Scientific Understanding of Consciousness
Chained Activation of Neuronal Assemblies supports Major Cognitive Processes
Science 16 Sep 2016: Vol. 353, Issue 6305, pp. 1280-1283
Awake hippocampal reactivations project onto orthogonal neuronal assemblies
Arnaud Malvache, et.al.
INMED, INSERM U901, Aix-Marseille Université, Marseille, France.
The chained activation of neuronal assemblies is thought to support major cognitive processes, including memory. In the hippocampus, this is observed during population bursts often associated with sharp-wave ripples, in the form of an ordered reactivation of neurons. However, the organization and lifetime of these assemblies remain unknown. We used calcium imaging to map patterns of synchronous neuronal activation in the CA1 region of awake mice during runs on a treadmill. The patterns were composed of the recurring activation of anatomically intermingled, but functionally orthogonal, assemblies. These assemblies reactivated discrete temporal segments of neuronal sequences observed during runs and could be stable across consecutive days. A binding of these assemblies into longer chains revealed temporally ordered replay. These modules may represent the default building blocks for encoding or retrieving experience.
The concept of “cell assembly” refers to a group of neurons that are coactivated repeatedly for a given brain operation. Cell assemblies thus represent a distinct cognitive entity embedded within neuronal networks. However, both their basic structural and functional organization, when outside world influences are minimal, as well as their long-term dynamics, remain unknown owing to the experimental difficulty of circumscribing them. In principle, the chained coordinated activation of such neuronal assemblies combines into sequences of neuronal activation supporting complex cognitive processes. Therefore, sequences of neuronal activation can represent a remarkable motif for revealing the activation of underlying neuronal assemblies. In the hippocampus, sequences occur at multiple time scales in the CA1 region—e.g., at the time frame of behavior—or compressed within the period of fast network oscillations. They can integrate time and/or distance, as well as any contextual information. Of particular interest are the coordinated patterns of neuronal activation that occur during awake immobility and that are related to sharp wave–associated ripples (SWRs), because these are produced when bodily or environmental control over hippocampal dynamics is minimal. Even though these coherent population events include sequential place cell reactivation representing past or future spatial experience, they are indeed also critically shaped by the internal functional organization of local circuits. Sequential neuronal reactivation can be split into separate chunks of current or remote experience, but their spatiotemporal organization into different cell assemblies remains unknown. So far, the dissection of hippocampal sequences into discrete reactivation patterns has been achieved by mapping them onto an external spatiotemporal template, such as an experienced behavior. It is important to minimize external sensory inputs to reveal the default organization of hippocampal dynamics into cell assemblies because local inputs are known to bias the content of both local and remote replay. We recently described a paradigm for revealing internally driven spatiotemporal sequences that occur during run behavior, which is particularly well suited to address this issue.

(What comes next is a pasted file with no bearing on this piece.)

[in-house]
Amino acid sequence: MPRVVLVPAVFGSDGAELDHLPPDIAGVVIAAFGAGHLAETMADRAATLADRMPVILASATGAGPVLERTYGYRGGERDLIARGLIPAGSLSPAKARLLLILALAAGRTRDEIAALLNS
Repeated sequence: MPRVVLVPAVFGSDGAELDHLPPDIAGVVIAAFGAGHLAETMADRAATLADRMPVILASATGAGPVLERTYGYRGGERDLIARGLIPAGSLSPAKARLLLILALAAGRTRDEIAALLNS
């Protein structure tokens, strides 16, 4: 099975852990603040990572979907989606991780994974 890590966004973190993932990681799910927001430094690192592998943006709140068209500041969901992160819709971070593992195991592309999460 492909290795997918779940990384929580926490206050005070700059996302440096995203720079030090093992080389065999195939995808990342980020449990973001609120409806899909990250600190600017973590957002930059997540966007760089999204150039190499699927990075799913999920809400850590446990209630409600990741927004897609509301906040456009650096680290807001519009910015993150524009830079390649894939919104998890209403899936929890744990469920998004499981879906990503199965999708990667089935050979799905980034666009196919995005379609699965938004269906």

However, monitoring large-scale multineuronal activity at high cellular density to identify cell assemblies represents a major technical challenge. This is particularly critical in the case of hippocampal population bursts, as they involve local microcircuits within the densely packed pyramidal layer. In vivo imaging of hippocampal dynamics is ideally suited to circumvent this limitation.
We used chronic two-photon calcium imaging of awake head-restrained mice allowed to self-regulate their motion in the dark on a nonmotorized treadmill.
This study sheds light on the basic organization of awake CA1 synchronous population bursts that include ripples. These events fall into three distinct categories. Most of them recruit neurons sampled among a finite repertoire of preconfigured cell assemblies; these are mutually exclusive and therefore mathematically “orthogonal.” Multiple-assembly SCEs preferentially bind these assemblies into the replay of ongoing internal dynamics on a compressed time scale, as reported for the extended replay phenomenon. This finding was enabled by the use of large-scale chronic calcium imaging combined with the mapping of ripples onto default recurring spatiotemporal sequences. Unfortunately, the temporal resolution of calcium imaging does not allow an exact determination of the time interval within which coactivation occurs for cells in the same assembly or across different assemblies. Multiple-assembly SCEs may indeed still bind together orthogonal assemblies, spreading across different gamma cycles. We hypothesize that orthogonal assemblies could be the calcium counterpart of the recently described attractors within trajectory replay, and that their combination would form the discontinuous representation of space in single awake ripples. The awake replay of memory-related information during SWRs has been shown to support encoding, consolidation, and retrieval of event memories and to guide memory-guided decision-making. The neuronal assemblies revealed here might indeed constitute separate attractor states, forming the building blocks onto which experience is encoded.
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